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The share market broke a run of three straight losing weeks in unconvincing fashion after rising borrowing rates and falling US futures took investors on another torrid ride.

The S&P/ASX 200 plunged as much as 100 points mid-morning before halving its loss to 50 points or 0.74 per cent as Asian markets recovered. That partial reversal was enough for a weekly gain of 37.5 points or almost 0.6 per cent.

What moved the market

Speculative stocks, small caps, tech companies and BNPL players took a hit as a rotation into cyclicals continued. Energy stocks outperformed after crude touched a 13-month high, sharpening inflation concerns.  

US stocks sank overnight after Federal Reserve Chair Jerome Powell disappointed investors looking for central bank action to arrest a spike in borrowing rates. The yield on ten-year US treasuries responded by charging up almost seven basis points.

“Chair Powell effectively says that current yields are okay as long as moves are not disorderly,” Stephen Innes, Chief Global Market Strategist at Axi, said.

The Nasdaq Composite sagged 2.11 per cent and the S&P 500 1.34 per cent. Futures moves this afternoon threatened further down-pressure tonight. S&P 500 futures eased six points or 0.2 per cent. Nasdaq futures fell 39 points or 0.3 per cent.

Here, tech and BNPL players vulnerable to higher input costs from rising rates fell to multi-month lows. The tech sector slumped to a five-month low before a partial recovery. Afterpay fell 8.4 per cent before trimming its loss to 2.5 per cent. Z1P Co lost 5.3 per cent and Sezzle 4 per cent.  

“Growth stocks have the most to lose in this adjustment,” Carl Capolingua, ThinkMarkets analyst, said “The BNPL sector comes to mind, their earnings are skewed way into future, so they’ve got the most to lose here. Most of them don’t have a PE just yet, and if you look at Afterpay, its PE for next financial year is around 200 times. This means it would take 200 years of earnings to pay back your investment. When you look at it that way, you can see why higher interest rates are knocking share prices in the sector about.”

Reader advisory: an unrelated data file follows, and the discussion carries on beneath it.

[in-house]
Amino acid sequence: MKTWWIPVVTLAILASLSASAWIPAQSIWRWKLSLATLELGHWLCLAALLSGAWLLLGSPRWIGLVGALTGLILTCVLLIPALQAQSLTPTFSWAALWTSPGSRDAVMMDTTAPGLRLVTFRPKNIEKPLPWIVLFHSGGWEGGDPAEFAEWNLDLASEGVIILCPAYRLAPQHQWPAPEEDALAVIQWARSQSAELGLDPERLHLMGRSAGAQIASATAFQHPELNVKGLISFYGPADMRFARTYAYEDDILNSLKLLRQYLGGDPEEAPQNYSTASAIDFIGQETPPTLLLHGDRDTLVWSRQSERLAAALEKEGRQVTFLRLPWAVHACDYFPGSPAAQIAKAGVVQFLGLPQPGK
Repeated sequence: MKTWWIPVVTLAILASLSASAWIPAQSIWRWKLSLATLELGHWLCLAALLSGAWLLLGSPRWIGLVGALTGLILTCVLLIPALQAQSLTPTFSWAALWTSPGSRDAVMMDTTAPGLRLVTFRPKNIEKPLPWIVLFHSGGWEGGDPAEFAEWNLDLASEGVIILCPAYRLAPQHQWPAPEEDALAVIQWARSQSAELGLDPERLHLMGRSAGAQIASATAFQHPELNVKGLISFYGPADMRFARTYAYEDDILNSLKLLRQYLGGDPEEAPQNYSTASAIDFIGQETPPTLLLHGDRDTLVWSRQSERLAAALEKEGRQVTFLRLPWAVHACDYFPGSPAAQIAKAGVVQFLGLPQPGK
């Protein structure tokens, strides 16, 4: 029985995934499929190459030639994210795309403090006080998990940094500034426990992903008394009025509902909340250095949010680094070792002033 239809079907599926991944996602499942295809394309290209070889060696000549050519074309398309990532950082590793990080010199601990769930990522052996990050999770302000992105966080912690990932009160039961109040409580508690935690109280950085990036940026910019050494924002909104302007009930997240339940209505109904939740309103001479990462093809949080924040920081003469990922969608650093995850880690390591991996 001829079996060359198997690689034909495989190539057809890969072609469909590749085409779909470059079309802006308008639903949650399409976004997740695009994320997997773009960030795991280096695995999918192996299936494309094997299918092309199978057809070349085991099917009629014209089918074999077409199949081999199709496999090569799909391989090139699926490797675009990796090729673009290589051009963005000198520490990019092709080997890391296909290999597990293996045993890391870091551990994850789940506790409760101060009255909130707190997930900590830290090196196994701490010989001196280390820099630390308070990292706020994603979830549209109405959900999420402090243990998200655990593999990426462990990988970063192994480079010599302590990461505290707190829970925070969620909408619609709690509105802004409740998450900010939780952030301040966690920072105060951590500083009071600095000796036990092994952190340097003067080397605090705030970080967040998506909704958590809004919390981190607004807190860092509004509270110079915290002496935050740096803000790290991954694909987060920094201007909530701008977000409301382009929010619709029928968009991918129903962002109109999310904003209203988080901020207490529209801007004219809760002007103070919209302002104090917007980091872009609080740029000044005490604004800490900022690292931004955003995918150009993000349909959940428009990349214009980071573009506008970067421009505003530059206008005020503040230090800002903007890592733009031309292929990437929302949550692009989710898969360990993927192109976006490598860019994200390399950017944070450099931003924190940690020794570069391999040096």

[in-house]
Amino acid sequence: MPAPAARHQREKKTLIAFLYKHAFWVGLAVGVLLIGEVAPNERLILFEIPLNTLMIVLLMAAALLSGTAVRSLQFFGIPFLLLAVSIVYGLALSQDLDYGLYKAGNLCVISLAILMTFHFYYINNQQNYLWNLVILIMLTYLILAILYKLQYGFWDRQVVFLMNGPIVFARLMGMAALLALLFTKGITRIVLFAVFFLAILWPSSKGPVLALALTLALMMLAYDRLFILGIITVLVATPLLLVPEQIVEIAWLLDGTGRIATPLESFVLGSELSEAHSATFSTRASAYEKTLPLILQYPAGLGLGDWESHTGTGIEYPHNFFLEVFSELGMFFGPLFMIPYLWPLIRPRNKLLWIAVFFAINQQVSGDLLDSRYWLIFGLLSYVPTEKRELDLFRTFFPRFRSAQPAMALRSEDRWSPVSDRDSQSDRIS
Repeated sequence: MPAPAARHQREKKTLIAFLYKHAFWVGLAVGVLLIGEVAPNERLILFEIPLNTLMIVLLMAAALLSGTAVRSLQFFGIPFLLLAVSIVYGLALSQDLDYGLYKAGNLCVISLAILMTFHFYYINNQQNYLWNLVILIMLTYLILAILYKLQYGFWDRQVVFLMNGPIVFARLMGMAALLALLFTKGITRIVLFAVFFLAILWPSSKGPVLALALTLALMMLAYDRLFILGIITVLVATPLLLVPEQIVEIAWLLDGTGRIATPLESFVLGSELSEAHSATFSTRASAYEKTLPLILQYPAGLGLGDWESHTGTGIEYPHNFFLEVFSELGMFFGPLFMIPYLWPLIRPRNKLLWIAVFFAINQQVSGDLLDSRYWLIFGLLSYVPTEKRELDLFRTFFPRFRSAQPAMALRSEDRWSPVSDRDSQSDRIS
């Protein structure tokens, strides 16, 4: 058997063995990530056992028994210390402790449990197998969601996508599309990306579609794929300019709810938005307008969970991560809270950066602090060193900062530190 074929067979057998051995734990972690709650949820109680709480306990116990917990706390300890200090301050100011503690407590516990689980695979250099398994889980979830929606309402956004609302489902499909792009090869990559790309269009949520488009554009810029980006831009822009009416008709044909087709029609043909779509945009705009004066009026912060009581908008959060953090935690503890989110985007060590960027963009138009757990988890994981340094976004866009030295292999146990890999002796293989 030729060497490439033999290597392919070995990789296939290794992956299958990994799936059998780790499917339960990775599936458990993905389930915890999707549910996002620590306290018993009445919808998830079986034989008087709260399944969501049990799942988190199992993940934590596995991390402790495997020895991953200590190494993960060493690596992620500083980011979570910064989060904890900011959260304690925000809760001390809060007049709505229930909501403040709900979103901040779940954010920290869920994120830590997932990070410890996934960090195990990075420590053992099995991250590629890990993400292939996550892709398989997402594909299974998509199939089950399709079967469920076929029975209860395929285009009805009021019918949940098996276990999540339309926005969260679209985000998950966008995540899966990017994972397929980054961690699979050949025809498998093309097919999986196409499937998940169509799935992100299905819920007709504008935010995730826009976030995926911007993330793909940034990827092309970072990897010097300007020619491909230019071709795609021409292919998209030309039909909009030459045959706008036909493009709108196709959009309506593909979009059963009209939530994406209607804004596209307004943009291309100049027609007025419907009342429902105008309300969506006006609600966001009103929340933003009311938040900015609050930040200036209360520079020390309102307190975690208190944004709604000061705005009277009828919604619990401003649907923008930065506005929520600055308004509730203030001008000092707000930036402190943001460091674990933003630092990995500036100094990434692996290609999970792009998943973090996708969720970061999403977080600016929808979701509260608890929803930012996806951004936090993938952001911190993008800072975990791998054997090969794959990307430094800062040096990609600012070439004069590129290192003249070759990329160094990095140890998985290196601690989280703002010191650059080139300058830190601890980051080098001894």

Winners’ circle

The energy sector jumped 2.8 per cent after the OPEC+ oil cartel extended production caps that supported last year’s recovery in prices. Brent crude surged to a 13-month high. Here, Oil Search climbed 5 per cent, Santos 4.7 per cent and Woodside 3.1 per cent.

Utilities have been hammered by weak profit results and the market’s preference for stocks with more upside in a recovery. The sector bounced almost 0.9 per cent today from its lowest level in seven years. APA Group gained 0.8 per cent, AusNet 1.2 per cent and AGL 2 per cent.

Heavyweight risers included Brambles +0.9 per cent, Coles +0.7 per cent and Woolworths +0.5 per cent. ANZ was the best of the banks, rising 1.6 per cent.  CBA and Westpac edged up 0.1 per cent. NAB gained 0.3 per cent. Telstra added 0.3 per cent.

Doghouse

The deterioration in risk appetite was underlined by sharp falls in speculative stocks and small caps. The S&P/ASX Emerging Companies Index dived 3.4 per cent to its lowest level since December, finishing 1.9 per cent in the red. The Small Ords trimmed a fall of 2.2 per cent to a one-month low to 1.6 per cent. Both indices contain companies whose valuations reflect future earnings.

At the heavyweight end of the market, CSL shed 2.8 per cent, Macquarie Group 1.5 per cent, Transurban 1.6 per cent and Wesfarmers 0.8 per cent. Among the miners, Rio Tinto fell 3.3 per cent, BHP 2.2 per cent and Fortescue 0.7 per cent.

Lithium stocks have been among the recovery’s best performers, but met a wall of selling today. Piedmont Lithium tumbled 15.6 per cent, Galaxy Resources 9.8 per cent and Orocobre 6.4 per cent.  

Other markets

Asian markets reduced their losses in afternoon trade. The Asia Dow cut its fall to 0.66 per cent. China’s Shanghai Composite gave up 0.34 per cent, Hong Kong’s Hang Seng 0.28 per cent and Japan’s Nikkei 0.57 per cent.

Oil built on its overnight gains. Brent crude rose 67 cents or 1 per cent $US67.41 a barrel. Gold fell $11.60 or 0.7 per cent to $US1,689.10 an ounce.

The dollar partly recovered after a brief dip under 77 US cents. The Aussie was lately down 0.08 per cent to 77.07 US cents.

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